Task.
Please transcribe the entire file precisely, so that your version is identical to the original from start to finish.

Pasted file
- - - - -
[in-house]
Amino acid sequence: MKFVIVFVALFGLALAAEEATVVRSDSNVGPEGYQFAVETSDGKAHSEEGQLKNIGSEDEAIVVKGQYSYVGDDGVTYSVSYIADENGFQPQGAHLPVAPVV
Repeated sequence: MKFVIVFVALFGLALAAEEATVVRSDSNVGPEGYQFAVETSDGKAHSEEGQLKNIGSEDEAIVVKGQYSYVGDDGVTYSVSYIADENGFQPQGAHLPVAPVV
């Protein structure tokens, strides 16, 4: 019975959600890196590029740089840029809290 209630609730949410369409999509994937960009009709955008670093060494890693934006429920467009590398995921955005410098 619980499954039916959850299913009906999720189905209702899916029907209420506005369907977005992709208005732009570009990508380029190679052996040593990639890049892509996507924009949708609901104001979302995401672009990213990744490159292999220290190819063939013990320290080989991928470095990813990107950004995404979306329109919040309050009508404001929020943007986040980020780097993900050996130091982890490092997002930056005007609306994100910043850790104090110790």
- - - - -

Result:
[in-house]
Amino acid sequence: MKFVIVFVALFGLALAAEEATVVRSDSNVGPEGYQFAVETSDGKAHSEEGQLKNIGSEDEAIVVKGQYSYVGDDGVTYSVSYIADENGFQPQGAHLPVAPVV
Repeated sequence: MKFVIVFVALFGLALAAEEATVVRSDSNVGPEGYQFAVETSDGKAHSEEGQLKNIGSEDEAIVVKGQYSYVGDDGVTYSVSYIADENGFQPQGAHLPVAPVV
């Protein structure tokens, strides 16, 4: 019975959600890196590029740089840029809290 209630609730949410369409999509994937960009009709955008670093060494890693934006429920467009590398995921955005410098 619980499954039916959850299913009906999720189905209702899916029907209420506005369907977005992709208005732009570009990508380029190679052996040593990639890049892509996507924009949708609901104001979302995401672009990213990744490159292999220290190819063939013990320290080989991928470095990813990107950004995404979306329109919040309050009508404001929020943007986040980020780097993900050996130091982890490092997002930056005007609306994100910043850790104090110790």